Japan Exports Fall at Slower Pace


Japan’s export slump moderated in April, helping the country record an unexpected trade surplus and adding to signs the worst recession since World War II is easing.

Shipments abroad fell 39.1 percent from a year earlier, after dropping 45.5 percent in March, the Finance Ministry said today in Tokyo. From a month earlier, exports rose 1.9 percent, a second straight gain.

Exports to the U.S., China and Europe all fell at the slowest pace this year, adding weight to Bank of Japan Governor Masaaki Shirakawa’s contention that the economy will resume growing this quarter after a record contraction in the previous three months. U.S. consumer confidence jumped the most in six years, a report showed yesterday, and China’s $586 billion stimulus package is spurring demand for Japanese machinery.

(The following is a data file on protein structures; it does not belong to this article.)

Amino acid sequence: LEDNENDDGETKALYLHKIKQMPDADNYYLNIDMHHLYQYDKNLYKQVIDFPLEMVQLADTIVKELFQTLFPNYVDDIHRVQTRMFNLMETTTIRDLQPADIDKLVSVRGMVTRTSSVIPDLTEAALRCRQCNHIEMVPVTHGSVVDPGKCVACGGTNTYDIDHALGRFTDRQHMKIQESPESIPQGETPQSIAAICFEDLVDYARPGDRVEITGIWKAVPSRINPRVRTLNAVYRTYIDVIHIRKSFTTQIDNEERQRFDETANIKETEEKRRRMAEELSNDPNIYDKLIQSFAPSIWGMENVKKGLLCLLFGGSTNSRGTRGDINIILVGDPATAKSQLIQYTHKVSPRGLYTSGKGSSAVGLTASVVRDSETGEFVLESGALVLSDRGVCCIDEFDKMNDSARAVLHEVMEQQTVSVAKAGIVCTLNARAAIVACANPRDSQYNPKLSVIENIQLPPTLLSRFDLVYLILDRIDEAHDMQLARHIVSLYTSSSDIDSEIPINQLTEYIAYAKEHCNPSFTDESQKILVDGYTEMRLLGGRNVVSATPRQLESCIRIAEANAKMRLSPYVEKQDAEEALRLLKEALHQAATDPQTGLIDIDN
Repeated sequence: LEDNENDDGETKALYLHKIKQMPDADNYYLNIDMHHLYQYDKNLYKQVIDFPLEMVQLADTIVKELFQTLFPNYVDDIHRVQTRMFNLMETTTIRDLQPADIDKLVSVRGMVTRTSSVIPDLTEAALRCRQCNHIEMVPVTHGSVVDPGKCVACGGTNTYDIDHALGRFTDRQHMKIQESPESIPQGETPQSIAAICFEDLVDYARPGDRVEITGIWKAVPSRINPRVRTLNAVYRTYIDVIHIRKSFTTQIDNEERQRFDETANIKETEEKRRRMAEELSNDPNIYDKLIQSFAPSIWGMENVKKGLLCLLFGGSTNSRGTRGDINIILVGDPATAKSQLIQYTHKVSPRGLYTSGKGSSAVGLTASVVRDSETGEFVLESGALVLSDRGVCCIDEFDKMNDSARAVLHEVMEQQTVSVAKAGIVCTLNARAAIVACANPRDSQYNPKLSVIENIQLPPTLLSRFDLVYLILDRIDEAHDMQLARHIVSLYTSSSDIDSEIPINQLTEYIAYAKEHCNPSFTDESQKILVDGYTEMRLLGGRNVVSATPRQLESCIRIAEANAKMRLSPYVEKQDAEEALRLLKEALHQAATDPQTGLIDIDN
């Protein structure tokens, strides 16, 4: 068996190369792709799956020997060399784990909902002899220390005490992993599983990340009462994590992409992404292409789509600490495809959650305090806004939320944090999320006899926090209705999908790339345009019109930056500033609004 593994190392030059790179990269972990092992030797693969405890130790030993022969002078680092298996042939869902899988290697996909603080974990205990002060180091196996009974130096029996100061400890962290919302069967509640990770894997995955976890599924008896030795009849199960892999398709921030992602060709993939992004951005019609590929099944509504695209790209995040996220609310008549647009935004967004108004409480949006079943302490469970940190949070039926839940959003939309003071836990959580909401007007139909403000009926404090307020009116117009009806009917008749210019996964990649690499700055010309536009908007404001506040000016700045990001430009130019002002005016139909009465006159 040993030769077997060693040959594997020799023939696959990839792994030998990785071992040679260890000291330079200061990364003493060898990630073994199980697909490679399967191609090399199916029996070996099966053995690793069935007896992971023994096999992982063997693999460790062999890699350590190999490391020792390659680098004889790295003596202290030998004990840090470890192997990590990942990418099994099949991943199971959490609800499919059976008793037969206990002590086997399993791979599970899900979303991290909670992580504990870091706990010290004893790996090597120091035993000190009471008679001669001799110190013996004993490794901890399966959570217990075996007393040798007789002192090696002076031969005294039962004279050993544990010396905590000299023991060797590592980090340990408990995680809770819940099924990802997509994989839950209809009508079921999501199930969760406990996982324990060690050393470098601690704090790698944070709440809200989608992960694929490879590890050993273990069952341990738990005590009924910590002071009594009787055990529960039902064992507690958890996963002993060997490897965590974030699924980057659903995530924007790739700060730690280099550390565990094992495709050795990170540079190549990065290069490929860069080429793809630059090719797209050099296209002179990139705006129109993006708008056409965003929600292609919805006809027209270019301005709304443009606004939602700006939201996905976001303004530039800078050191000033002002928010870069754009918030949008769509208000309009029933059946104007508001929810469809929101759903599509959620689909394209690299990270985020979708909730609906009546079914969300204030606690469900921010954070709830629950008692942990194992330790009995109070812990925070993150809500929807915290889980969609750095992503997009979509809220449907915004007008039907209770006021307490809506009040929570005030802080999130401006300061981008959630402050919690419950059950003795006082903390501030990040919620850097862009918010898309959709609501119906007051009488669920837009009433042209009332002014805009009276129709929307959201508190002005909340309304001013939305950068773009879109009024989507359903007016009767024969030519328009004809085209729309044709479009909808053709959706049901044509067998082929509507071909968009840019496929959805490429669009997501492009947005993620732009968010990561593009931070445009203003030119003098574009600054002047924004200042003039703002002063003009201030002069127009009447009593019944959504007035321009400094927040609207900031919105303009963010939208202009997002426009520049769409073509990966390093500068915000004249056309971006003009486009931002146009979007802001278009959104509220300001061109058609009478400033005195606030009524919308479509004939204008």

Imports fell 35.8 percent from a year earlier, the ministry said, and the trade surplus narrowed 85 percent to 69 billion yen ($725 million). Economists predicted a deficit of 55 billion yen and a drop in exports of 42 percent.

Exports to the U.S. fell 46.3 percent last month, less than March’s 51.4 percent decline. Shipments to China dropped 25.8 percent, moderating from 31.6 percent, and sales to Europe slid 45.4 percent from 56.1 percent.


TradingEconomics.com, Bloomberg
5/26/2009 11:32:45 PM